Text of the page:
Psalm 46-48 Acts 28
“Paul stayed two full years in his own rented house and welcomed all people who came to visit him. He boldly preached about the kingdom of God and taught about the Lord Jesus Christ, and no one stopped him.” (Acts 28:30-31 NCV)
Paul’s journey from Malta to Rome is almost described as a triumphal entry. As he traveled, people welcomed him and invited him to stay with them. When he reached the outskirts of Rome, he found fellow followers of Christ who were waiting for him and cheered him along the way. It’s easy to forget that Paul was under arrest and had a soldier guarding him along the way. Imagine the impact these greetings must have had on the soldier. As believers shared how God was working, this soldier heard everything. He saw their genuine faith. There’s speculation that Luke wrote this book as part of Paul’s defense before Nero. If Nero so chose, he could have questioned this guard. The last two verses, though give us insight into the freedom Paul had while awaiting trial as well as letting Nero know that Paul was never any trouble or threat to Rome. This might be what Paul is referring to in Philippians 1:13 when he noted that the whole palace guard knew about him being in chains for Christ.
The book of Acts has tales of amazing conflict, miracles, and faith. It’s interesting that it ends on such a peaceful note. Whether Nero executed Paul because of this trial, or a second trial, he recognized one truth about those who are following Christ: we’re subversive to the order of society. If our allegiance is to the kingdom of God, then nationality takes a back seat. When society screams that we should gather all the stuff that we can, our God gently nudges us to give it away to those in need for the sake of the kingdom. When society tells us to “look out for number one” (meaning ourselves) Jesus tells us to pick up our cross daily. Luke’s words about Paul working peacefully to proclaim the kingdom of God and the Lordship of Jesus sounded peaceful, but Nero could see evidence of society changing before his eyes. He may have seen slaves and masters treated as equals in the eyes of the church, perhaps even encountered slaves who taught, or were freed by masters who followed Jesus. He may have seen women treated with respect, even as equals by followers of the Lord Jesus when society treated them as male property. He may have been uncomfortable hearing the response that only Jesus was Lord, especially amid reports that Christians wouldn’t follow the obligatory annual practice of worshiping Caesar. Many people look at miracles, signs, and wonders to prove the validity of Christ. I think the most revolutionary thing that Christians can do is live quietly for Christ, sharing the good news of the kingdom of God and the Lordship of Jesus Christ with those we come into contact. Enjoy the miracles when they come, and I believe they will. In the meantime, keep living in and sharing the subversive, revolutionary gospel of Jesus Christ if you want to change the world.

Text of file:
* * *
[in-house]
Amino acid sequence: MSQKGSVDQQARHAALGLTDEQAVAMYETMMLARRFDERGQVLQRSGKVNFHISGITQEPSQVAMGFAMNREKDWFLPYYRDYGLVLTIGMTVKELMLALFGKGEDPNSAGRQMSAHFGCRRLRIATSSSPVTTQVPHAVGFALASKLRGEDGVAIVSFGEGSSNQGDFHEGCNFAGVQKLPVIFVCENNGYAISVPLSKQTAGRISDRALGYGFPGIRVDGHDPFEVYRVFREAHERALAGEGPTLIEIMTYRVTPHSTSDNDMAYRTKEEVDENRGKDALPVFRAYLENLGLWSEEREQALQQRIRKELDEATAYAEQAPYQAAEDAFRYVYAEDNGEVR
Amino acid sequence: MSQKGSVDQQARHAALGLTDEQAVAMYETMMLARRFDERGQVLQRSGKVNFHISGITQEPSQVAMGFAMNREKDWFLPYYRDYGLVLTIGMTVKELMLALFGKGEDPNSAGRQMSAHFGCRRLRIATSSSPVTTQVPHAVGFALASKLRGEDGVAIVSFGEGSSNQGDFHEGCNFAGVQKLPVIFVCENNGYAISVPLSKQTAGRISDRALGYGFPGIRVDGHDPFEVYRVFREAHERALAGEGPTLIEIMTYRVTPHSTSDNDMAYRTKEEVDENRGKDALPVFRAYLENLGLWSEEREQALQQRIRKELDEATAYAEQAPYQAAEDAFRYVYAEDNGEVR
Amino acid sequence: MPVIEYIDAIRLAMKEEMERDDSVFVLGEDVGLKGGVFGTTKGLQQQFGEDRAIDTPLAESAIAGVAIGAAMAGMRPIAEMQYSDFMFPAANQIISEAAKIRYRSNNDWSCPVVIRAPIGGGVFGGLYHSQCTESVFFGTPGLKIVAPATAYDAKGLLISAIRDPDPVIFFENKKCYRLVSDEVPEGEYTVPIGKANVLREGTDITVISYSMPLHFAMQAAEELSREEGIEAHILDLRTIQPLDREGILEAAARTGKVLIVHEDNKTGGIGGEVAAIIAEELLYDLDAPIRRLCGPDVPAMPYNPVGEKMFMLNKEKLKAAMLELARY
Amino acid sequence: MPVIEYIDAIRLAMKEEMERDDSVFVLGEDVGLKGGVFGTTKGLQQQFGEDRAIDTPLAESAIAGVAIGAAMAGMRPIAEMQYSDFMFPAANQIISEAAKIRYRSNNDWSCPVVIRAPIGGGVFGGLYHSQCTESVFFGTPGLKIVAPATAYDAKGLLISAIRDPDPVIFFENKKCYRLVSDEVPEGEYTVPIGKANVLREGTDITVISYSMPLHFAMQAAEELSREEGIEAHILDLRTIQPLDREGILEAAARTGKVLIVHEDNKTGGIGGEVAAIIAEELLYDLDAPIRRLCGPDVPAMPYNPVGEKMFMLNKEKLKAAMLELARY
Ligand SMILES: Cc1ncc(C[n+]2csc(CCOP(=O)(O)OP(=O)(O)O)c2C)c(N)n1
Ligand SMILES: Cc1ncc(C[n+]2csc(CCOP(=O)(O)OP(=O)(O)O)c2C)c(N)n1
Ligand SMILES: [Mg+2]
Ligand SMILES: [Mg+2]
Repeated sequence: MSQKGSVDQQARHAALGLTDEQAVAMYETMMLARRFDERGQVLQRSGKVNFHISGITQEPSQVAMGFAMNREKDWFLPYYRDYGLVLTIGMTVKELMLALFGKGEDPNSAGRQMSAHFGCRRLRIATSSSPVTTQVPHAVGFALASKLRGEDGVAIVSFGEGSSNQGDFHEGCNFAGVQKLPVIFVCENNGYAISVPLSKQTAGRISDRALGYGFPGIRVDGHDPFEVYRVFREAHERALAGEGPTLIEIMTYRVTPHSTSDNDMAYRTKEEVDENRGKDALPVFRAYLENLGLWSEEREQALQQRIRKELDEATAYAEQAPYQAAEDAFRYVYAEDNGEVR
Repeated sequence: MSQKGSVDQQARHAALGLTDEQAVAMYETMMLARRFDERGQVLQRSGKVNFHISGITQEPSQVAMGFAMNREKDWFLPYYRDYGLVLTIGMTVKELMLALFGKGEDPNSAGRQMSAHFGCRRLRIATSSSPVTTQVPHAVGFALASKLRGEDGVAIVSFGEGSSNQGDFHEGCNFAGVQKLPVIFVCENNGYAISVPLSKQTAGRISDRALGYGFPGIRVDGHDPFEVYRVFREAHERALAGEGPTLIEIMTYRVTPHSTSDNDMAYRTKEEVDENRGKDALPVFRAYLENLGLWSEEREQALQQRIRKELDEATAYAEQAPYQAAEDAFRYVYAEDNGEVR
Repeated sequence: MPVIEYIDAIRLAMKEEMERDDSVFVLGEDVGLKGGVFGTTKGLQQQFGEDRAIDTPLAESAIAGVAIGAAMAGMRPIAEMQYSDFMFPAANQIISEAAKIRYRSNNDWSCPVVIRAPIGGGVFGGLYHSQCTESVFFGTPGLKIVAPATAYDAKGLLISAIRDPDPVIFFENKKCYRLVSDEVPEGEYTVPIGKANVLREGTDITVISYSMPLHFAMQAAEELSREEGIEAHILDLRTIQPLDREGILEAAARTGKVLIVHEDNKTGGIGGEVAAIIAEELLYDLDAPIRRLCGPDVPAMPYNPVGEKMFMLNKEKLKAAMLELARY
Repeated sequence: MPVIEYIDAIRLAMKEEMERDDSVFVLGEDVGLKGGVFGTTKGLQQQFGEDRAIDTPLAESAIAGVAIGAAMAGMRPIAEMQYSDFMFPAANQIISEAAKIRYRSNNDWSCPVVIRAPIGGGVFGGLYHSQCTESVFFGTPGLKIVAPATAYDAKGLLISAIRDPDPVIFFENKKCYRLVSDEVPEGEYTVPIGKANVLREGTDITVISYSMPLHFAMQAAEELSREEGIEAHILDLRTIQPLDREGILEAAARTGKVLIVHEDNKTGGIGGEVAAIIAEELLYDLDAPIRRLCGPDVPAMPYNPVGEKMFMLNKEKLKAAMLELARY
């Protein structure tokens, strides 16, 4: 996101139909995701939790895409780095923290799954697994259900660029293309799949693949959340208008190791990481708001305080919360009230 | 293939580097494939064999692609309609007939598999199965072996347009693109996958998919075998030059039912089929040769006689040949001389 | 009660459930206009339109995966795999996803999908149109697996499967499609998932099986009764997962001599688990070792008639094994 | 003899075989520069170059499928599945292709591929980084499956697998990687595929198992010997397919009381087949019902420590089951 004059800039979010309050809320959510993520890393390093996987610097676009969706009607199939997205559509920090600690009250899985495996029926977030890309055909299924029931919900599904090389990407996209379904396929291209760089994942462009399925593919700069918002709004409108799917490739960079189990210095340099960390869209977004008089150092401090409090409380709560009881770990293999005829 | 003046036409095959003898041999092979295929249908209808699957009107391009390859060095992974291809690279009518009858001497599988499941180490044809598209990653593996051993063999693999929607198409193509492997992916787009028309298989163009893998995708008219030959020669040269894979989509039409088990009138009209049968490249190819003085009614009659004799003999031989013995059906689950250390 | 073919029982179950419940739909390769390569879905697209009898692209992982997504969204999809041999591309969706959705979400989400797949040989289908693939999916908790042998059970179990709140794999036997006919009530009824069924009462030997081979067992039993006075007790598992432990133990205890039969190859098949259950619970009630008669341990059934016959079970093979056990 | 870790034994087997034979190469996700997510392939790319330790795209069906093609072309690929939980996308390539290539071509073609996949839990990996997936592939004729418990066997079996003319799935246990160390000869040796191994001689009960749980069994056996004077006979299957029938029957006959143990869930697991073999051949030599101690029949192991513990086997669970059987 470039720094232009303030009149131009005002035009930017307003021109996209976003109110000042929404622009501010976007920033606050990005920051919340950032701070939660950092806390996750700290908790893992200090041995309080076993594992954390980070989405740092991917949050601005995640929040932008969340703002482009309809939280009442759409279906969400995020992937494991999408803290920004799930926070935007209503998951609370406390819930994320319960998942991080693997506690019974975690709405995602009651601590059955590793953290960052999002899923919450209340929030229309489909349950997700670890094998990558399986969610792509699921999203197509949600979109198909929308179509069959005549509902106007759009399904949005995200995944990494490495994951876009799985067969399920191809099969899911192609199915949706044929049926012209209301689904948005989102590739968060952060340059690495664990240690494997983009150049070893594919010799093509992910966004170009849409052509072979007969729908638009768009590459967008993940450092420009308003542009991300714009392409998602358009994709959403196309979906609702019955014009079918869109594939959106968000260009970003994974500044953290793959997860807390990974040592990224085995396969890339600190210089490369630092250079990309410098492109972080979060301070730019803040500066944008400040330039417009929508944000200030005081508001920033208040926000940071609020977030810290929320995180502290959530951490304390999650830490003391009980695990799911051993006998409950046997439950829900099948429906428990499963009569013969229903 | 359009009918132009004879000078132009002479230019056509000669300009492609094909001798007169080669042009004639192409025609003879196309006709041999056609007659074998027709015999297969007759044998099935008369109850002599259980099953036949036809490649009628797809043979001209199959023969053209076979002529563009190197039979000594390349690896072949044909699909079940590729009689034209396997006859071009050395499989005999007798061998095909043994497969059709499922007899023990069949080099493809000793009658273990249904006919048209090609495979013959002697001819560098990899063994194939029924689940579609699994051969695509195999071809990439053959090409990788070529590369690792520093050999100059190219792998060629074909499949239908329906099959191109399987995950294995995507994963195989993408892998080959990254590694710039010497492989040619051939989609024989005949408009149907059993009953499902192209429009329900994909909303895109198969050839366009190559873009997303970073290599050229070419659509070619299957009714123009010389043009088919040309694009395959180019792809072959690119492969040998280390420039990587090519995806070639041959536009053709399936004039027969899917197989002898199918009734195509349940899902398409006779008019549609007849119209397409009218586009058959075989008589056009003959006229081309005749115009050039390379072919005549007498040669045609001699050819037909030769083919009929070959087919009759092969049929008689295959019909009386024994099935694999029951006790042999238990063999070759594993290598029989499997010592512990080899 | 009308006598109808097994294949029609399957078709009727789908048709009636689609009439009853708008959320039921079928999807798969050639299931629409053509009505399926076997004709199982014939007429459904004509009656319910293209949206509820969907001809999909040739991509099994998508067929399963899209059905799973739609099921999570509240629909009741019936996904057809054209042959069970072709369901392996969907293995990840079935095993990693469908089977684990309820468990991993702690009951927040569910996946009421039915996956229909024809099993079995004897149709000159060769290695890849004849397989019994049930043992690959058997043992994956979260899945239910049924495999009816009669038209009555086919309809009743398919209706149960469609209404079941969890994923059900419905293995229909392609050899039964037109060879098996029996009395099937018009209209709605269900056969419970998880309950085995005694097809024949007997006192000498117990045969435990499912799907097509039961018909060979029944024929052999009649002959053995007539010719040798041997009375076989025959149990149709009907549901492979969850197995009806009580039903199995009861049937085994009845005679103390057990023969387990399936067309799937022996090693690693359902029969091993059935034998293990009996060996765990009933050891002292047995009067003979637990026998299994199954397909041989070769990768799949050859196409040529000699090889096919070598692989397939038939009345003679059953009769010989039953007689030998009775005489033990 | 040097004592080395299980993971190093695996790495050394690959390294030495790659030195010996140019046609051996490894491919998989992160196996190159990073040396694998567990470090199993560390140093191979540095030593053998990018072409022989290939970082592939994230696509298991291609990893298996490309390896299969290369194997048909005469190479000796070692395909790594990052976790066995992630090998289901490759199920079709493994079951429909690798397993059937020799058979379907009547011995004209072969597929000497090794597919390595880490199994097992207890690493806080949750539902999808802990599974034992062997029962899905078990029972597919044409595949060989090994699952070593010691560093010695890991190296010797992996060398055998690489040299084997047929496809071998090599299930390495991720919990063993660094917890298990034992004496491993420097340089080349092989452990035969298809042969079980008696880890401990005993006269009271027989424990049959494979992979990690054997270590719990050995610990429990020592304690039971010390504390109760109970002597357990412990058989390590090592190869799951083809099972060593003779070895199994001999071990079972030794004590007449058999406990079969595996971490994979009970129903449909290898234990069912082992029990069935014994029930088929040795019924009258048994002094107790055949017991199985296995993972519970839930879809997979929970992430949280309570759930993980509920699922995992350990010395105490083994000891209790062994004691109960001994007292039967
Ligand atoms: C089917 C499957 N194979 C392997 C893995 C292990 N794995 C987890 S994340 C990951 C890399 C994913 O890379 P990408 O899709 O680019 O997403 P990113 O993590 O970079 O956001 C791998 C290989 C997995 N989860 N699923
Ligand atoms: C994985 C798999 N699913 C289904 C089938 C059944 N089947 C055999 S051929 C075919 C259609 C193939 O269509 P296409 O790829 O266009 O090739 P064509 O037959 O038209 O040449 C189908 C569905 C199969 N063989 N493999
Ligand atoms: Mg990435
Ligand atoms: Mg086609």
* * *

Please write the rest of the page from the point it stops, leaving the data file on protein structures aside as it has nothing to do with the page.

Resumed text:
Lord, help me to live for You every day. Let me exemplify the life You call Your people to live, let me share Your love and grace with those I meet, and use me to change the world.
Scripture taken from the New Century Version®. Copyright © 2005 by Thomas Nelson. Used by permission. All rights reserved